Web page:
Book of the Week 34: Nahum

Hebrew Name: Nachum

Human Author: Nahum                                                      

OT or NT: Old Testament

Number of Chapters: 3

Basic Facts

  1. Nahum is the thirty-fourth book of the Bible.
  2. In terms of literary genre, Nahum is classified as a book of prophecy.
  3. The Hebrew name for the book of Nahum is Nachum which means “comforter.”
  4. Micah was a prophet who spoke of the coming destruction of Nineveh, the capital of the Assyrian Empire.
  5. Nahum prophesies judgment against Israel’s enemy, the kingdom of Assyria, for its oppression of Israel/Samaria and Judah.

Story of the Book

At the time when Nahum’s ministry as a prophet begins, Assyria is the dominant power in the fertile crescent of the middle east. The northern kingdom of Israel has been conquered and taken into exile, and the southern kingdom of Judah has been reduced to a vassal state of the kingdom of Assyria. Nahum prophesies about God’s coming judgment against the people of Assyria, particularly against the city of Nineveh. God is about to judge Assyria for its idolatry and its acts of oppression against both God’s people and the nations. God is about to bring the kingdom of Assyria to an end. In the midst of God’s warning to the people of Assyria and the city of Nineveh, God also tells His people to keep the feasts of the LORD and to fulfill their vows to God, looking forward to the time when God would restore the fortunes of His people (Nahum 1:15-2:2). God is not only going to judge Assyria, but He is about going to bring them to complete destruction. This extends even to the point where there will be no descendants of the people of Nineveh, and the nation of Assyria will be completely destroyed (Nahum 1:14). The book ends by declaring that Assyria has done evil oppression to all peoples; therefore, God will judge and destroy them utterly.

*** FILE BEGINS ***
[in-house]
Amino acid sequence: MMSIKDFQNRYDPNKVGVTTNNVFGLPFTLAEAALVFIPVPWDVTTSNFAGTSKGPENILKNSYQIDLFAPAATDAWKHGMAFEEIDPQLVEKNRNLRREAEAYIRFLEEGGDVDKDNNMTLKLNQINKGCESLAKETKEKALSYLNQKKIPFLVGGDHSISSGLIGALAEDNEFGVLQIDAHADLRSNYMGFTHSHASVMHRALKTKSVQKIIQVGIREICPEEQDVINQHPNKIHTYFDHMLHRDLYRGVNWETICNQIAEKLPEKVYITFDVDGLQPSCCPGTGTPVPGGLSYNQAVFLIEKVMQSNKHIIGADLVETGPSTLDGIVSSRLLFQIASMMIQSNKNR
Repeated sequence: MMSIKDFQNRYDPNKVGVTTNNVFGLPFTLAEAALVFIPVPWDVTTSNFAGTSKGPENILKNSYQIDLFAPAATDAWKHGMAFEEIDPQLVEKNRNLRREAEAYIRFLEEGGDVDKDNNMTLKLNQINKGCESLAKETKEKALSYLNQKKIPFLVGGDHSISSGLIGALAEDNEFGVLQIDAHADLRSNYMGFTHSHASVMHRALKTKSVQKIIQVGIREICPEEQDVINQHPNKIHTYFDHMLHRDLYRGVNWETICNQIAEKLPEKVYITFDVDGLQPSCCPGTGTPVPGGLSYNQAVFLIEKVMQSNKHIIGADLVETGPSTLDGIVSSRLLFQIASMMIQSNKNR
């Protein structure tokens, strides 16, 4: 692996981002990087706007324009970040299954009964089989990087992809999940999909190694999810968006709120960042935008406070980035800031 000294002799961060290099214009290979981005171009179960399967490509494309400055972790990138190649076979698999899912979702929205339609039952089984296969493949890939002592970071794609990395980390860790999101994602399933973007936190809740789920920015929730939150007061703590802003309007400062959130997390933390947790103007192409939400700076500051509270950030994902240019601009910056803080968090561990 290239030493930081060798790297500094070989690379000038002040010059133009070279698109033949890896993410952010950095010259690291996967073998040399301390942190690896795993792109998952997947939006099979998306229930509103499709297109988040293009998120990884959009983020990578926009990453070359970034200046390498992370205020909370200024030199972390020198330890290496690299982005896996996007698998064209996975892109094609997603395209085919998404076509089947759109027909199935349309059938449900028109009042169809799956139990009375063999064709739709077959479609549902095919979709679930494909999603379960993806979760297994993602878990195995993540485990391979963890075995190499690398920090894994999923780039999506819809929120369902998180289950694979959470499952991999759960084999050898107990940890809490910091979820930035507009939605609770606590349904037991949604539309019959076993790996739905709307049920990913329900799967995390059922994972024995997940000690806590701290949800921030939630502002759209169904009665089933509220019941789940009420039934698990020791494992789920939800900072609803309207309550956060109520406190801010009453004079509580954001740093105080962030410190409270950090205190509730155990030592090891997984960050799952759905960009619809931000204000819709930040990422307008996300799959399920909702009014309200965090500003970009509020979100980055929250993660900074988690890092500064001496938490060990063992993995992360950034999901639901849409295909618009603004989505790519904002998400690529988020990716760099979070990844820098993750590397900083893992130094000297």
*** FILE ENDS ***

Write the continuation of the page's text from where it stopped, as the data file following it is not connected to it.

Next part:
Jesus Foreshadowed in Nahum

Jesus is foreshadowed somewhat vaguely in Nahum. In Nahum 1:15, the prophet writes, “Look, there on the mountains, the feet of one who brings good news, who proclaims peace!” (NIV). This passage proclaims the coming of one who will proclaim good news and peace to the people of Judah, and it is very similar to Isaiah 52:7 in Hebrew. Therefore, when Paul paraphrases Isaiah 52:7 as he writes, “How beautiful are the feet of those who preach the good news!....so faith comes from hearing, and hearing through the word of Christ…” (Romans 10:15,17), Paul may be referring to Nahum 1:15 as well. The one who brings good news is the messiah, who is Jesus Christ. He is the one through whom the kingdom of Israel is restored. In Christ, we as gentile believers are adopted into the kingdom of God as beloved children. Jesus is the one who proclaims peace, and through the spread of the good news of the gospel we as Christians are furthering the cause of Christ. Just as Nahum proclaimed one who would bring good news and peace for the restoration of Judah, Paul would later connect this passage to Christ and the spread of the gospel. In this way, Nahum foreshadowed the coming of messiah in the person of Jesus Christ, even as God was about to judge Assyria and restore the fortunes of Judah.